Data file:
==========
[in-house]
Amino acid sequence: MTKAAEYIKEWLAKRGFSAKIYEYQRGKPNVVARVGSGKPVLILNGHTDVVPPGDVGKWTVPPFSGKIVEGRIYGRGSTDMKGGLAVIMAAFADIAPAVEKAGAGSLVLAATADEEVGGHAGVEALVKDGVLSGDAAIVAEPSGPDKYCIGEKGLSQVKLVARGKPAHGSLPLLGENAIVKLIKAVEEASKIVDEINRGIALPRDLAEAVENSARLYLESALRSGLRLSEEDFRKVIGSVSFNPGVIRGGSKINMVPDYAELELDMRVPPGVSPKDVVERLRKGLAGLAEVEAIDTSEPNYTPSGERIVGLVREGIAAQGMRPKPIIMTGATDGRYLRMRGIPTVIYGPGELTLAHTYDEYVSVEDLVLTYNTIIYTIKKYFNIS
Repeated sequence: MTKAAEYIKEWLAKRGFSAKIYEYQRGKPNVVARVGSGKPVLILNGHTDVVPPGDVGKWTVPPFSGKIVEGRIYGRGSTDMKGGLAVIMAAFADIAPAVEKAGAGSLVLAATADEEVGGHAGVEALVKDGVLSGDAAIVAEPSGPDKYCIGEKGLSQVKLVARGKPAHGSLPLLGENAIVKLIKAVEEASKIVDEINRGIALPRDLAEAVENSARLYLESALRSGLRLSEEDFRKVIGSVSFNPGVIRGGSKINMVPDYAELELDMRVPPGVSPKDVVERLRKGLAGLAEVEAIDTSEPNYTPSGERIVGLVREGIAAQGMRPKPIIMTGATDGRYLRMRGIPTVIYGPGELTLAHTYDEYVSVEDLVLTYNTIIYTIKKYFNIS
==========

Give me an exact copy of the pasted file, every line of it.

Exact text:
[in-house]
Amino acid sequence: MTKAAEYIKEWLAKRGFSAKIYEYQRGKPNVVARVGSGKPVLILNGHTDVVPPGDVGKWTVPPFSGKIVEGRIYGRGSTDMKGGLAVIMAAFADIAPAVEKAGAGSLVLAATADEEVGGHAGVEALVKDGVLSGDAAIVAEPSGPDKYCIGEKGLSQVKLVARGKPAHGSLPLLGENAIVKLIKAVEEASKIVDEINRGIALPRDLAEAVENSARLYLESALRSGLRLSEEDFRKVIGSVSFNPGVIRGGSKINMVPDYAELELDMRVPPGVSPKDVVERLRKGLAGLAEVEAIDTSEPNYTPSGERIVGLVREGIAAQGMRPKPIIMTGATDGRYLRMRGIPTVIYGPGELTLAHTYDEYVSVEDLVLTYNTIIYTIKKYFNIS
Repeated sequence: MTKAAEYIKEWLAKRGFSAKIYEYQRGKPNVVARVGSGKPVLILNGHTDVVPPGDVGKWTVPPFSGKIVEGRIYGRGSTDMKGGLAVIMAAFADIAPAVEKAGAGSLVLAATADEEVGGHAGVEALVKDGVLSGDAAIVAEPSGPDKYCIGEKGLSQVKLVARGKPAHGSLPLLGENAIVKLIKAVEEASKIVDEINRGIALPRDLAEAVENSARLYLESALRSGLRLSEEDFRKVIGSVSFNPGVIRGGSKINMVPDYAELELDMRVPPGVSPKDVVERLRKGLAGLAEVEAIDTSEPNYTPSGERIVGLVREGIAAQGMRPKPIIMTGATDGRYLRMRGIPTVIYGPGELTLAHTYDEYVSVEDLVLTYNTIIYTIKKYFNIS